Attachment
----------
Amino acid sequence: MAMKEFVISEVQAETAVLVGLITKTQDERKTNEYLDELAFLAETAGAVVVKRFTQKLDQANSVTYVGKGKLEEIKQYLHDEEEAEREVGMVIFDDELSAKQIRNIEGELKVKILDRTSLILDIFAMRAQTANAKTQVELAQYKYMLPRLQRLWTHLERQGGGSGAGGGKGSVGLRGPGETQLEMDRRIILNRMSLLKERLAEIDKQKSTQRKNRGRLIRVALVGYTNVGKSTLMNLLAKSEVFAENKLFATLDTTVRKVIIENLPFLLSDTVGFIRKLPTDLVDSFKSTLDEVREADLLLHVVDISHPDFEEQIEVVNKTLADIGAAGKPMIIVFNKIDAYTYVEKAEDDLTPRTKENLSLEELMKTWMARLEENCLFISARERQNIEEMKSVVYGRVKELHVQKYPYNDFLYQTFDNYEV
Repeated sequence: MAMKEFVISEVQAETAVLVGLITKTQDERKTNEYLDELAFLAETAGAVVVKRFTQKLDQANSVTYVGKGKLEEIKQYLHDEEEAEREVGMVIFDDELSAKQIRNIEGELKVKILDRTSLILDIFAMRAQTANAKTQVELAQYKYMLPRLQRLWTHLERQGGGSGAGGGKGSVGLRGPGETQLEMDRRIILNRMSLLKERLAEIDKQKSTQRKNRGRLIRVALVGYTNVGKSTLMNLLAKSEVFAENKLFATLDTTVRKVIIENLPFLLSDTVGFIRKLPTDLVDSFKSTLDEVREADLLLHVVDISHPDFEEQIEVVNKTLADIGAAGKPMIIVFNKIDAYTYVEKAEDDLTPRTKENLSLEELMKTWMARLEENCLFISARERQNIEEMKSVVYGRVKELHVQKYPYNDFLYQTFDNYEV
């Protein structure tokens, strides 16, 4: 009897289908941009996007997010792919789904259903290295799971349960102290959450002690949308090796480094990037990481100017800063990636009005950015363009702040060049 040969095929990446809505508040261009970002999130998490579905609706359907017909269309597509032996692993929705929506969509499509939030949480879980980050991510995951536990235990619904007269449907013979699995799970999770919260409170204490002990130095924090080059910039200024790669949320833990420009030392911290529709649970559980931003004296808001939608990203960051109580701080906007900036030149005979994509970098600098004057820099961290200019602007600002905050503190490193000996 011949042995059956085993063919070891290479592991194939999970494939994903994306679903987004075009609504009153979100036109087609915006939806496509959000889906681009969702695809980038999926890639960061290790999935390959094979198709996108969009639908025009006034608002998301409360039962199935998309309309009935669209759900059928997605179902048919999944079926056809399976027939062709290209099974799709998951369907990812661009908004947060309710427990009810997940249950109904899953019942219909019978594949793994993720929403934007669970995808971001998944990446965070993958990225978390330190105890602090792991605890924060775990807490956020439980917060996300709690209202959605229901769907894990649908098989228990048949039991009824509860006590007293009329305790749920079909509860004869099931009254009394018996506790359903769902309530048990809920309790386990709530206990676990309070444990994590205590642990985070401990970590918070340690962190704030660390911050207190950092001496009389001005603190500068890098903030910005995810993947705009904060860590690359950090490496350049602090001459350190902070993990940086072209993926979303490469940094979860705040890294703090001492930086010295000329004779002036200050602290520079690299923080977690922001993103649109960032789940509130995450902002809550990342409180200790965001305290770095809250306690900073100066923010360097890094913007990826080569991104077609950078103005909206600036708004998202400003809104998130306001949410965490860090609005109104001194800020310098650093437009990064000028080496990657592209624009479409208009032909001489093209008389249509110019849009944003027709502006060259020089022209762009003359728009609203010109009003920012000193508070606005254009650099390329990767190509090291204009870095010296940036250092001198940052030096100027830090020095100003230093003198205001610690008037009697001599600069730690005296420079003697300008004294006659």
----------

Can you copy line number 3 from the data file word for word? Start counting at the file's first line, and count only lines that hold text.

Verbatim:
């Protein structure tokens, strides 16, 4: 009897289908941009996007997010792919789904259903290295799971349960102290959450002690949308090796480094990037990481100017800063990636009005950015363009702040060049 040969095929990446809505508040261009970002999130998490579905609706359907017909269309597509032996692993929705929506969509499509939030949480879980980050991510995951536990235990619904007269449907013979699995799970999770919260409170204490002990130095924090080059910039200024790669949320833990420009030392911290529709649970559980931003004296808001939608990203960051109580701080906007900036030149005979994509970098600098004057820099961290200019602007600002905050503190490193000996 011949042995059956085993063919070891290479592991194939999970494939994903994306679903987004075009609504009153979100036109087609915006939806496509959000889906681009969702695809980038999926890639960061290790999935390959094979198709996108969009639908025009006034608002998301409360039962199935998309309309009935669209759900059928997605179902048919999944079926056809399976027939062709290209099974799709998951369907990812661009908004947060309710427990009810997940249950109904899953019942219909019978594949793994993720929403934007669970995808971001998944990446965070993958990225978390330190105890602090792991605890924060775990807490956020439980917060996300709690209202959605229901769907894990649908098989228990048949039991009824509860006590007293009329305790749920079909509860004869099931009254009394018996506790359903769902309530048990809920309790386990709530206990676990309070444990994590205590642990985070401990970590918070340690962190704030660390911050207190950092001496009389001005603190500068890098903030910005995810993947705009904060860590690359950090490496350049602090001459350190902070993990940086072209993926979303490469940094979860705040890294703090001492930086010295000329004779002036200050602290520079690299923080977690922001993103649109960032789940509130995450902002809550990342409180200790965001305290770095809250306690900073100066923010360097890094913007990826080569991104077609950078103005909206600036708004998202400003809104998130306001949410965490860090609005109104001194800020310098650093437009990064000028080496990657592209624009479409208009032909001489093209008389249509110019849009944003027709502006060259020089022209762009003359728009609203010109009003920012000193508070606005254009650099390329990767190509090291204009870095010296940036250092001198940052030096100027830090020095100003230093003198205001610690008037009697001599600069730690005296420079003697300008004294006659």